BY MARIA LUISA SALACINES
Most adults would agree that it isn’t cool to share pictures on social media that depict you in an unflattering moment.
When we are with friends and family, we should be able to let our hair down without worrying that an awkward picture will appear on social media.
The University of Michigan surveyed 331 pairs of parents and children and found that children don’t mind if their parents share family vacations, sports events, positive school accomplishments and happy family moments.
Posting pictures of them having a tantrum, however, recording siblings when they are arguing, or taking a picture of your children when they are sleeping with their mouth open is not cool.
Parents need to be mindful of what they post and respect their children’s feelings.
Home is supposed to be a safe place where you can be yourself and be able to be silly, or make a mistake without being judged and blasted on social media.
An occasional post about a cute comment your child makes is harmless, but a weekly post about the issues you are having with your child is not a good idea.
Your goal as a parent is to ensure your children continue to share their lives with you as they get older. If you don’t respect their privacy and share too much, you will sever the parent-child relationship.
Social media is an amazing way to stay connected. I enjoy seeing pictures of vacations, graduations, weddings, and the interesting activities that my friends and family are up to.
A lot of my friends are becoming grandparents and there is nothing like a picture of a cute baby to brighten your day.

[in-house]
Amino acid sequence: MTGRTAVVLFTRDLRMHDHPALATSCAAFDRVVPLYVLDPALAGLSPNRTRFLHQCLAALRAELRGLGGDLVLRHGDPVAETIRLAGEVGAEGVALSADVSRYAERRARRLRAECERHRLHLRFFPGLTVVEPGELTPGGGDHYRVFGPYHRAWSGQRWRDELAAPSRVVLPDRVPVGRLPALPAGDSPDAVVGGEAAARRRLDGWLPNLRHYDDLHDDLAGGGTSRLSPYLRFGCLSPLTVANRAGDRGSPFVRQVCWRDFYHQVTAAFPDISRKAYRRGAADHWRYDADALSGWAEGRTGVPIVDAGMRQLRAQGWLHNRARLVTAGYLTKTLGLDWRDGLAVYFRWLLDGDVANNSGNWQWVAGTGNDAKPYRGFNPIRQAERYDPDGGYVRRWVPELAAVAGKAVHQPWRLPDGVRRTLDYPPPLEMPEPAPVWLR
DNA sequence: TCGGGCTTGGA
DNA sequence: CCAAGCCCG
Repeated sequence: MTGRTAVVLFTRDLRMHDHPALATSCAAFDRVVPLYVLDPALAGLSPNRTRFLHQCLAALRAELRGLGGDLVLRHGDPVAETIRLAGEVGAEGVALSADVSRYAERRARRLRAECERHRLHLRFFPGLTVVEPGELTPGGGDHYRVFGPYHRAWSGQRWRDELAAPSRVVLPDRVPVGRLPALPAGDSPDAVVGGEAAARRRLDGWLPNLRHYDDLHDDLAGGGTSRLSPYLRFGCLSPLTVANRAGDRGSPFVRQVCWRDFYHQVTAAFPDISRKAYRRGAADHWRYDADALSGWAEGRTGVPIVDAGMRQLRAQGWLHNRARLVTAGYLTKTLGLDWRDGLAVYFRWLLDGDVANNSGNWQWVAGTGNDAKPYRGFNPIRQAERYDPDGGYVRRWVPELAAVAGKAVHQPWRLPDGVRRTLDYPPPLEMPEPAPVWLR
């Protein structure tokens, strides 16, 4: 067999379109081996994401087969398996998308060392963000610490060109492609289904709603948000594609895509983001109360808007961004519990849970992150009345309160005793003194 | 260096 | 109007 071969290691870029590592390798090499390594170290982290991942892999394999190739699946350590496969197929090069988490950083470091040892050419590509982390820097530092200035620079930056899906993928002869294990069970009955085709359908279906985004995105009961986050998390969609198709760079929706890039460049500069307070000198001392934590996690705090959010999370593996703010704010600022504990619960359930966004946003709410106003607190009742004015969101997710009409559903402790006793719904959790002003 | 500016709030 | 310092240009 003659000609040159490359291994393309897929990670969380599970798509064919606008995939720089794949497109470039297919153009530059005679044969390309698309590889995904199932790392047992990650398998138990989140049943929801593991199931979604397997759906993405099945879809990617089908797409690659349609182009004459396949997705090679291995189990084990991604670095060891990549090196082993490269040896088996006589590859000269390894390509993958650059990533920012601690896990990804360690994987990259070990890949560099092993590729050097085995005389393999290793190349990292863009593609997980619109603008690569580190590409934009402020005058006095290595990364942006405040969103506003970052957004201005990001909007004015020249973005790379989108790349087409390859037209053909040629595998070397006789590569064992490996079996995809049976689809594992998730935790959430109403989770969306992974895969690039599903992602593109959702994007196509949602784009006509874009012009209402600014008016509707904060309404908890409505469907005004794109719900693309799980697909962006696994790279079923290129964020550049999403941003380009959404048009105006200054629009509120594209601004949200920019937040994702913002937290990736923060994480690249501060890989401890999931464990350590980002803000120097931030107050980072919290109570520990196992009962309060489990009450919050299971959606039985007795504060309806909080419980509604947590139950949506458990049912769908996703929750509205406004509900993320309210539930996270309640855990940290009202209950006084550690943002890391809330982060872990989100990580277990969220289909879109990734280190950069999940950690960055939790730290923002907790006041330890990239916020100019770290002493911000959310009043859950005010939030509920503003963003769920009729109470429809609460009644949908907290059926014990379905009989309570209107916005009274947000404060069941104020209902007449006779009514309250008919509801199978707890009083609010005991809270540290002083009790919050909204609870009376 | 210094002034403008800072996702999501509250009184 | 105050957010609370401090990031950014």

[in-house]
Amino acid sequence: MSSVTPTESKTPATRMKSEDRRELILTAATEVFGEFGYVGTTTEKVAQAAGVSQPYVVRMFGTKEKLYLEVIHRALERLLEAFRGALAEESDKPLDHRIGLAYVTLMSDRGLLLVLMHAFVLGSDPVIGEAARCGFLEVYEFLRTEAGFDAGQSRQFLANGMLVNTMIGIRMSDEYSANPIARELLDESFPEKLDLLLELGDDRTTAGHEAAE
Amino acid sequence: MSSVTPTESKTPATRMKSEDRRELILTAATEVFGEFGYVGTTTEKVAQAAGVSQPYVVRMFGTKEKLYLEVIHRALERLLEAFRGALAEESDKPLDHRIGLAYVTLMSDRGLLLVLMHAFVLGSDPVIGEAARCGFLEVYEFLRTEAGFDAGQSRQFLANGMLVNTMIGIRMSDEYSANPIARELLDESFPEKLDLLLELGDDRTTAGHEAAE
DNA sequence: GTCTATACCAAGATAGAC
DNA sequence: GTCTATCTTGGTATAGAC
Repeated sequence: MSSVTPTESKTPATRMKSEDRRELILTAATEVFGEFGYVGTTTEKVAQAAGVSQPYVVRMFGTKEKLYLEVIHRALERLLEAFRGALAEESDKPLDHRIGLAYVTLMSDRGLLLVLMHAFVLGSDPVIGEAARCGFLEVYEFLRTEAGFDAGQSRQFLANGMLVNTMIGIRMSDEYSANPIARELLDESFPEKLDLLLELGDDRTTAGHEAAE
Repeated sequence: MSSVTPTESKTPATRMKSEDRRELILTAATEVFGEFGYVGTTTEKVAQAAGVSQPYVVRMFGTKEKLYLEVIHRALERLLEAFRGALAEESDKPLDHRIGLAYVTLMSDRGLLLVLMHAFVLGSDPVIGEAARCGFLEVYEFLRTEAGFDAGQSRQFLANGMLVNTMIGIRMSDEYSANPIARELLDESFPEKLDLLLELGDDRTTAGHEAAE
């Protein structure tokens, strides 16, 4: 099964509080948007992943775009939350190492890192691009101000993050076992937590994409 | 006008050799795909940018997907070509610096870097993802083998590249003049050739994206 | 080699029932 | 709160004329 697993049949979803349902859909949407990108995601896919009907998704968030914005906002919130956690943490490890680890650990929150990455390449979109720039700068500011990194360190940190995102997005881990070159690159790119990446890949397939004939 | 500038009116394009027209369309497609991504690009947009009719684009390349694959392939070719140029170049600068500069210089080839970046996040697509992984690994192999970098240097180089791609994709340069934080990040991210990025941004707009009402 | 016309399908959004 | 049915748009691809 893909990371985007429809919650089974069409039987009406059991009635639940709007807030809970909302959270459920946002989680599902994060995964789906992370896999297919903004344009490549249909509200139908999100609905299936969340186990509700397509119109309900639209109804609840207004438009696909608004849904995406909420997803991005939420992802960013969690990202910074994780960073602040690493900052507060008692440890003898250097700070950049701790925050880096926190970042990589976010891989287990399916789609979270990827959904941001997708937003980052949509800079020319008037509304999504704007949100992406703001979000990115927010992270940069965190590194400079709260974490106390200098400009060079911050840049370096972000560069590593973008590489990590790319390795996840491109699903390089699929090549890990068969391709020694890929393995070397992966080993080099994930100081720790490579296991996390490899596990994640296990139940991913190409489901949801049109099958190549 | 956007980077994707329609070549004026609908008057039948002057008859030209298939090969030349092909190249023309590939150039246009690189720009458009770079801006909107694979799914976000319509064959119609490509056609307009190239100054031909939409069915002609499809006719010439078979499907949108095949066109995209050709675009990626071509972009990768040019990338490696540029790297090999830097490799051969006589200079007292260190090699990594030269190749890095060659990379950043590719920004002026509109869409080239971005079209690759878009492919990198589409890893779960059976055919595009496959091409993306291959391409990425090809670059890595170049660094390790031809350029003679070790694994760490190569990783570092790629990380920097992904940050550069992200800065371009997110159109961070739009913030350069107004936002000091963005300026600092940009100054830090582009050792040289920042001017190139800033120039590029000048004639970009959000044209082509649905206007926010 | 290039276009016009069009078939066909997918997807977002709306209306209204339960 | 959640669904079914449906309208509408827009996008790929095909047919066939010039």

It’s also a great way to send prayers and good wishes to our friends and loved ones when they are dealing with difficult situations.
There is a line, however, that should not be crossed. Even those that love you do not need to know every single detail of your life.
A study at the University of Michigan found that younger parents ages 27 to 39 share more often than older parents ages 40 to 76. And that older parents ages 50 to 76 believe and actively asked their children permission before posting.
Lead author Carol Moser, a doctoral student at the University of Michigan’s School of information found during the study that most children don’t mind if their parents post not just about their achievements, but of information that reflects a happy home life.
Before you press that post button think about what you are putting out there. Share your life, but do it mindful of the feelings of those you love.
Maria Luisa Salcines is a freelance writer, and certified parent educator with The International Network for Children and Families in Redirecting Children’s Behavior and Redirecting for a Cooperative Classroom. Follow her on Twitter @PowerOfFamily or on Instagram at mlsalcines. You can also contact her on her blog at FamilyLifeandFindingHappy.com.